Fluorescence-lifetime measurements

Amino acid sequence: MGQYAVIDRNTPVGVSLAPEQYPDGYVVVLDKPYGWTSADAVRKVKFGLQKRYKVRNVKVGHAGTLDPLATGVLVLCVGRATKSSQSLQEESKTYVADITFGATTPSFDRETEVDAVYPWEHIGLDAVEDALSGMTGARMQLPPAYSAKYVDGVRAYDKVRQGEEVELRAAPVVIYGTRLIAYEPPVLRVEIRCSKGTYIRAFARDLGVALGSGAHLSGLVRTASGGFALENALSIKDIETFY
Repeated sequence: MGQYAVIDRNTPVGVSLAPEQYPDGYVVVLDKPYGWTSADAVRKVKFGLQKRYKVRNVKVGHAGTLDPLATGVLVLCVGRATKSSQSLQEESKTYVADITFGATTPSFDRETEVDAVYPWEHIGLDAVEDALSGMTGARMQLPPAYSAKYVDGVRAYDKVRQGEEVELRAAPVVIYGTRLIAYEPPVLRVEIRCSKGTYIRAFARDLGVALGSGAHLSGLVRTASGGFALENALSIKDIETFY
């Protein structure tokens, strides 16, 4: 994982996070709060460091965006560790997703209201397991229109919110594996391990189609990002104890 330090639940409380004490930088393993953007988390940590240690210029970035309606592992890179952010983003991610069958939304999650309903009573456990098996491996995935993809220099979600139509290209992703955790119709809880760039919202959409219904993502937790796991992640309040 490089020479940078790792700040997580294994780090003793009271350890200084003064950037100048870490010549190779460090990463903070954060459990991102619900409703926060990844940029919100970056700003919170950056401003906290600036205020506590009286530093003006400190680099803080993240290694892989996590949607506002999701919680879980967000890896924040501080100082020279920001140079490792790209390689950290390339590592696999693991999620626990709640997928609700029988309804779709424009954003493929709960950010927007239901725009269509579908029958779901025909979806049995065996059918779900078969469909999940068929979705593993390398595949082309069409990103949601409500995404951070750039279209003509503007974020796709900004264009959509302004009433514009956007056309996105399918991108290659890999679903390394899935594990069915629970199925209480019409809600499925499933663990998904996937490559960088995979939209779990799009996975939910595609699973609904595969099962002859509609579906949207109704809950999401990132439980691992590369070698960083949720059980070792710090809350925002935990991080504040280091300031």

All FLT experiments were conducted with the eXplore Optix-MX2 system (ART Advanced Research Technologies, Inc., Montreal, Canada). A fixed pulsed laser diode (70 ps) was used as an excitation source at a wavelength of 470 nm. Fluorescence data were acquired using a bandpass filter from 500 to 550 nm for emission light. Region of interest (ROI) measurements with a spot size of 1.5 mm were selected at the image plane. The laser power and duration were automatically chosen as the highest power that does not saturate the photon detector. Lifetime analysis was performed with commercial software (ART OptiView; ART Advanced Research Technologies, Inc.). Lifetime values and lifetime mapping were calculated to fit fluorescence temporal point-spread functions (TPSF) as single-exponential models with the Fit TPSF tool. Briefly, using the automatic mode of the Fit TPSF tool, the program automatically selected the second (slower) part of the decay curve and then fitted a single exponential model and calculated the fluorescence lifetime, as shown in Figure 1. The software also provides a curve fitting range and error rate when calculating FLT (Fig. 1c). If the curve-fitting range was appropriate and the error stayed within the threshold, we accepted the FLT value. In cases where the error was greater than the threshold due to mixed FLT values, we used dual- or multiple-exponential modes with manual selection of curve ranges, although this rarely happened in the present study. In general, the FLT of autofluorescence was shorter than 1.8 ns (Fig. 1b), which was much shorter than RhodG FLT (longer than 3.3 ns). Therefore, this large difference of FLT allowed the automatic mode to detect RhodG FLT without fail, provided that the RhodG signal was sufficient for detection.